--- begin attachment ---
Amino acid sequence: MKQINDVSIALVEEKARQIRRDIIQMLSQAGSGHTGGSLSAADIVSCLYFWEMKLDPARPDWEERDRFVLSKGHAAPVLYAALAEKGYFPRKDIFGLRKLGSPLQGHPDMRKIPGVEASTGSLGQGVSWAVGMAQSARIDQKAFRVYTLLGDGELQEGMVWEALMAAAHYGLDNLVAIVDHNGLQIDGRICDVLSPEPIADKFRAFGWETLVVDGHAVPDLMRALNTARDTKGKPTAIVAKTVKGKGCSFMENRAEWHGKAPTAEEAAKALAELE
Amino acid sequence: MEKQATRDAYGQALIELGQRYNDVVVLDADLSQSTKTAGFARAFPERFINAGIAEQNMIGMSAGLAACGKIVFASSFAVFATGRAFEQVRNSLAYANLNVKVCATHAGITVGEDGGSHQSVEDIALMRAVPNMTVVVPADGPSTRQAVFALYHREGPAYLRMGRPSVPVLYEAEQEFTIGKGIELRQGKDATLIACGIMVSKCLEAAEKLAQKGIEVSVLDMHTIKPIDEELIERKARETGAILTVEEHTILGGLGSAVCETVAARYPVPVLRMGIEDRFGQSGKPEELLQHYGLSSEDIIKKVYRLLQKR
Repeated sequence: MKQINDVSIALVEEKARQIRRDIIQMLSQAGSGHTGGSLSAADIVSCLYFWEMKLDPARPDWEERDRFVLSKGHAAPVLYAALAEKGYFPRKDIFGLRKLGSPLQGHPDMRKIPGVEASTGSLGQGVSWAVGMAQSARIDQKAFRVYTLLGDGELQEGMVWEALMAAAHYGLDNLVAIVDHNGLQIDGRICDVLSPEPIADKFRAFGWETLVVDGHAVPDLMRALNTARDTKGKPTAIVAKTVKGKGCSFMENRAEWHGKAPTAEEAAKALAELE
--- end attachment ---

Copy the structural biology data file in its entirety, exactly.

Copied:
Amino acid sequence: MKQINDVSIALVEEKARQIRRDIIQMLSQAGSGHTGGSLSAADIVSCLYFWEMKLDPARPDWEERDRFVLSKGHAAPVLYAALAEKGYFPRKDIFGLRKLGSPLQGHPDMRKIPGVEASTGSLGQGVSWAVGMAQSARIDQKAFRVYTLLGDGELQEGMVWEALMAAAHYGLDNLVAIVDHNGLQIDGRICDVLSPEPIADKFRAFGWETLVVDGHAVPDLMRALNTARDTKGKPTAIVAKTVKGKGCSFMENRAEWHGKAPTAEEAAKALAELE
Amino acid sequence: MEKQATRDAYGQALIELGQRYNDVVVLDADLSQSTKTAGFARAFPERFINAGIAEQNMIGMSAGLAACGKIVFASSFAVFATGRAFEQVRNSLAYANLNVKVCATHAGITVGEDGGSHQSVEDIALMRAVPNMTVVVPADGPSTRQAVFALYHREGPAYLRMGRPSVPVLYEAEQEFTIGKGIELRQGKDATLIACGIMVSKCLEAAEKLAQKGIEVSVLDMHTIKPIDEELIERKARETGAILTVEEHTILGGLGSAVCETVAARYPVPVLRMGIEDRFGQSGKPEELLQHYGLSSEDIIKKVYRLLQKR
Repeated sequence: MKQINDVSIALVEEKARQIRRDIIQMLSQAGSGHTGGSLSAADIVSCLYFWEMKLDPARPDWEERDRFVLSKGHAAPVLYAALAEKGYFPRKDIFGLRKLGSPLQGHPDMRKIPGVEASTGSLGQGVSWAVGMAQSARIDQKAFRVYTLLGDGELQEGMVWEALMAAAHYGLDNLVAIVDHNGLQIDGRICDVLSPEPIADKFRAFGWETLVVDGHAVPDLMRALNTARDTKGKPTAIVAKTVKGKGCSFMENRAEWHGKAPTAEEAAKALAELE